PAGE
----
Prebiotic and probiotic treatment of nonalcoholic fatty liver disease: A systematic review and meta-analysis

Brett R. Loman, Diego Hernández-Saavedra, Ruopeng An, R. Scott Rector

Research output: Contribution to journalArticle

Abstract

Context: Nonalcoholic fatty liver disease (NAFLD) is a highly prevalent and underdiagnosed comorbidity of many chronic diseases that is associated with altered intestinal bacterial communities. This association has prompted research into alternative treatments aimed at modulating intestinal microbiota. Given the novelty of these treatments, scarce evidence regarding their effectiveness in clinical populations exists. Objective: This meta-analysis sought to systemically review and quantitatively synthesize evidence on prebiotic, probiotic, and synbiotic therapies for patients with NAFLD in randomized controlled trials. Data sources: PRISMA guidelines ensured transparent reporting of evidence. PICOS criteria defined the research question for the systematic review. A systematic keyword search in PubMed and EMBASE identified 25 studies: 9 assessed prebiotic, 11 assessed probiotic, and 7 assessed symbiotic therapies for a total of 1309 patients. Data extraction: Basic population characteristics, the primary variables of aspartate aminotransferase (AST) and alanine aminotransferase (ALT) (utilized for NAFLD diagnosis), and the secondary variables of body mass index (BMI), gamma-glutamyl transferase (c-GT), tumor necrosis factor alpha (TNF-a), C-reactive protein (CRP), total cholesterol, high-density lipoprotein cholesterol (HDL-c), low-density lipoprotein cholesterol (LDL-c), and triglyceridges (TAG) were extracted. Pooled effect sizes of these variables were calculated by meta-analysis. No publication bias was identified using Begg's and Egger's tests or Cochrane bias assessment tool. Results: Meta-analysis indicated that microbial therapies significantly reduced BMI (0.37 kg/m2; 95% confidence interval [CI],0.46 to0.28; P<0.001), hepatic enzymes (ALT,6.9 U/L [95%CI,9.4 to4.3]; AST,4.6 U/L [95%CI,6.6 to2.7]; c-GT,7.9 U/L [95%CI,11.4 to4.4]; P<0.001), serum cholesterol (10.1mg/dL 95%CI,13.6 to6.6; P<0.001), LDL-c (4.5mg/dL; 95%CI,8.9 to0.17; P<0.001), and TAG (10.1mg/dL; 95%CI,18.0 to2.3; P<0.001), but not inflammation (TNF-a,2.0 ng/mL; [95%CI,4.7 to 0.61]; CRP,0.74 mg/L [95%CI,1.9 to 0.37]). Subgroup analysis by treatment category indicated similar effects of prebiotics and probiotics on BMI and liver enzymes but not total cholesterol, HDL-c, and LDL-c. Conclusion: This meta-analysis supports the potential use of microbial therapies in the treatment of NAFLD and sheds light on their potential mode of action. Further research into these treatments should consider the limitations of biomarkers currently used for the diagnosis and progression of NAFLD, in addition to the inherent challenges of personalized microbial-based therapies. VC The Author(s) 2018. Published by Oxford University Press on behalf of the International Life Sciences Institute. All rights reserved.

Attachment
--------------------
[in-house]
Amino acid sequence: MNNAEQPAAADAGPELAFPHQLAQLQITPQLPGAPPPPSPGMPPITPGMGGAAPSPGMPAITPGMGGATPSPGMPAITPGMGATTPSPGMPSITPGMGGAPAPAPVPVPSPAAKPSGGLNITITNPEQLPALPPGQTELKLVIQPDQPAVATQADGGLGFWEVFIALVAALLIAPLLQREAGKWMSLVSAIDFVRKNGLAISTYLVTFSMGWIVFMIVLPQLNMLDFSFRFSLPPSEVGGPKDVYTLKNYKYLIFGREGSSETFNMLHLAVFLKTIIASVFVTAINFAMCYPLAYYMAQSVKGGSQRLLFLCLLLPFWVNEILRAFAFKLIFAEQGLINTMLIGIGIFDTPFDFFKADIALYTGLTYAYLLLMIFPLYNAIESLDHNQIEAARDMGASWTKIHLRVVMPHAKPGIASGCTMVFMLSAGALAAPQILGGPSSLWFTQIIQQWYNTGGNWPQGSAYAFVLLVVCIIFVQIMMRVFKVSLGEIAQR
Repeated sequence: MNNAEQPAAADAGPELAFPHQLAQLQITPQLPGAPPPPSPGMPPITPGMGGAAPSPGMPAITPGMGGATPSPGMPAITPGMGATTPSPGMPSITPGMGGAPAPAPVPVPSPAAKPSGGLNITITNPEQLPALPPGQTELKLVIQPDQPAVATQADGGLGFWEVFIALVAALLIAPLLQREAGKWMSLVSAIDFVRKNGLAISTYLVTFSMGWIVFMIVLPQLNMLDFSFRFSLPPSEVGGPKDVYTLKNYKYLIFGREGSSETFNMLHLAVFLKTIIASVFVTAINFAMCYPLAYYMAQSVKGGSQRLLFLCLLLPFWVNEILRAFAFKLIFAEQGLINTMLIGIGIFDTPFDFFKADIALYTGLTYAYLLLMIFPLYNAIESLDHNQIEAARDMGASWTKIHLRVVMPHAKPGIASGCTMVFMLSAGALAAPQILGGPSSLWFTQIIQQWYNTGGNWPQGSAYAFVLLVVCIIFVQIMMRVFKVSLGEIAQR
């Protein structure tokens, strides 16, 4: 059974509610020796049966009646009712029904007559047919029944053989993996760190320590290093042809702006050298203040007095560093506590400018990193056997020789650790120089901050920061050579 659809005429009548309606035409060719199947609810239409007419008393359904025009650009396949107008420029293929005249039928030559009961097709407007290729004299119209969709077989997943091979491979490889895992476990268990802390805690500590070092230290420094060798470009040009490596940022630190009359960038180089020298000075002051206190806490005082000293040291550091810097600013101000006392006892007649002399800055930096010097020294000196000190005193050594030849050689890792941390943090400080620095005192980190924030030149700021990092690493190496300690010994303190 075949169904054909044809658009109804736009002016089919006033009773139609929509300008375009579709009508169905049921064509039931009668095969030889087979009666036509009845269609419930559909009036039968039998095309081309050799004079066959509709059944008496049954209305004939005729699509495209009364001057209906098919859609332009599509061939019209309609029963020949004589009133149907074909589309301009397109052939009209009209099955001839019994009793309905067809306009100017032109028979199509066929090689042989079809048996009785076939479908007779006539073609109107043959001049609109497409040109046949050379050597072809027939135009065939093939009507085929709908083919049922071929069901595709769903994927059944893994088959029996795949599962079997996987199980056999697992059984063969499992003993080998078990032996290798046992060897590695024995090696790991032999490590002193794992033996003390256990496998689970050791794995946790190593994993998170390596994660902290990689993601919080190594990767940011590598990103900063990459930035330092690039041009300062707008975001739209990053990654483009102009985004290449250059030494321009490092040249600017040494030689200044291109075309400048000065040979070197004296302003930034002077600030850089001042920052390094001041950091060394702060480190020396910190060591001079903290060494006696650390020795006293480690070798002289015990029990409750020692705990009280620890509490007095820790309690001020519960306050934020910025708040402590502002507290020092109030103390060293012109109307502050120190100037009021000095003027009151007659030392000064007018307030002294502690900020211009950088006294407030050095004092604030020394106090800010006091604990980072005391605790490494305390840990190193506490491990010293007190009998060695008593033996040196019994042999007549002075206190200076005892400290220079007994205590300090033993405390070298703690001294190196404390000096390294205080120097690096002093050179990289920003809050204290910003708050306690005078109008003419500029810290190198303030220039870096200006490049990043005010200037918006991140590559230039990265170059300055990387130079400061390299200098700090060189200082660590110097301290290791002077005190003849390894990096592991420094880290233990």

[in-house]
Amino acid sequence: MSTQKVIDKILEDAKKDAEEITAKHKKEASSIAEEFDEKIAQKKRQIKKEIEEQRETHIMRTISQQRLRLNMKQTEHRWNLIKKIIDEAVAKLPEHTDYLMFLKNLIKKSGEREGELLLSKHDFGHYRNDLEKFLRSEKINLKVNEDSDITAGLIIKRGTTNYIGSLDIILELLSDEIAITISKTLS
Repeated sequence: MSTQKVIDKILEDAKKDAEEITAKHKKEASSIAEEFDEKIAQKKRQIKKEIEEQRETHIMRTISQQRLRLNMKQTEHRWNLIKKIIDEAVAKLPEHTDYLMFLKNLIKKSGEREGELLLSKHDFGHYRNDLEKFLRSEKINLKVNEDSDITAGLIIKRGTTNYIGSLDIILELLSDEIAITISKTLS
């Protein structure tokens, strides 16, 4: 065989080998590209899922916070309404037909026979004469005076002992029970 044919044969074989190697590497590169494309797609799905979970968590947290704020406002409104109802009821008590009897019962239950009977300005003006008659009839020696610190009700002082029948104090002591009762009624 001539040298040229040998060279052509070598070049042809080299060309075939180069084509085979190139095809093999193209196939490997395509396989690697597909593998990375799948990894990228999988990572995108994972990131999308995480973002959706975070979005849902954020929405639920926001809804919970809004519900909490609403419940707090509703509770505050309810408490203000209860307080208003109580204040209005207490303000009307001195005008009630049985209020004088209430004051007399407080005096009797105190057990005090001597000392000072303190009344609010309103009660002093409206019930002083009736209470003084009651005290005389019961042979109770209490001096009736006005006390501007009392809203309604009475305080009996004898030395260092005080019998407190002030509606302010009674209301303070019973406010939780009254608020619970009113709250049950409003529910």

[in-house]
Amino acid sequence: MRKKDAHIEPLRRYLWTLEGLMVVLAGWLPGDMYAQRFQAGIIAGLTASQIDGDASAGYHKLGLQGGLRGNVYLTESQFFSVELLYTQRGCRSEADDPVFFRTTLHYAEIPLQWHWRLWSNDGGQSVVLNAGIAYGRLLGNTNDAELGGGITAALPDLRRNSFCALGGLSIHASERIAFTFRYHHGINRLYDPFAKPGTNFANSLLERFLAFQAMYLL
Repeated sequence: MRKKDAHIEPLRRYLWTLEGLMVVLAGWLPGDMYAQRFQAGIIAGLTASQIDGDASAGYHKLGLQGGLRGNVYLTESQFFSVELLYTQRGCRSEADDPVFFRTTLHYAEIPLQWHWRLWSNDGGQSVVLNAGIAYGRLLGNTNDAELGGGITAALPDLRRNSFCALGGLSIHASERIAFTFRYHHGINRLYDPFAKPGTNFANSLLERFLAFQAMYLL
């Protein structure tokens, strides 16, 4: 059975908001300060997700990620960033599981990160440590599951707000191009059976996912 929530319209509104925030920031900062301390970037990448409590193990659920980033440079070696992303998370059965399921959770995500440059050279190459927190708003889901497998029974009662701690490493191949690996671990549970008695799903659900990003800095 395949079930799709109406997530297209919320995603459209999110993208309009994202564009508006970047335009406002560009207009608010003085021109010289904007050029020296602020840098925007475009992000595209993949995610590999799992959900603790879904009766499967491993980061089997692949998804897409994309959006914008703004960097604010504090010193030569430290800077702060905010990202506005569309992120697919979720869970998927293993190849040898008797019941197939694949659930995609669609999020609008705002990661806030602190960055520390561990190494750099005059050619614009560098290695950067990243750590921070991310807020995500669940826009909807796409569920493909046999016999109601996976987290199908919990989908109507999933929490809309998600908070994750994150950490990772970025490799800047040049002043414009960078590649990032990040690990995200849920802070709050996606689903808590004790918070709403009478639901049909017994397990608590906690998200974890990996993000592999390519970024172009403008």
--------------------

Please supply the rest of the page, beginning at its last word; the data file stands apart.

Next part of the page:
Original languageEnglish (US)
Pages (from-to)822-839
Number of pages18
JournalNutrition reviews
Volume76
Issue number11
DOIs
StatePublished - 2018

Keywords

  • Alanine aminotransferase (ALT)
  • Aspartate aminotransferase (AST)
  • Microbiome
  • Serum cholesterol.
  • Synbiotic

ASJC Scopus subject areas

  • Medicine (miscellaneous)
  • Nutrition and Dietetics

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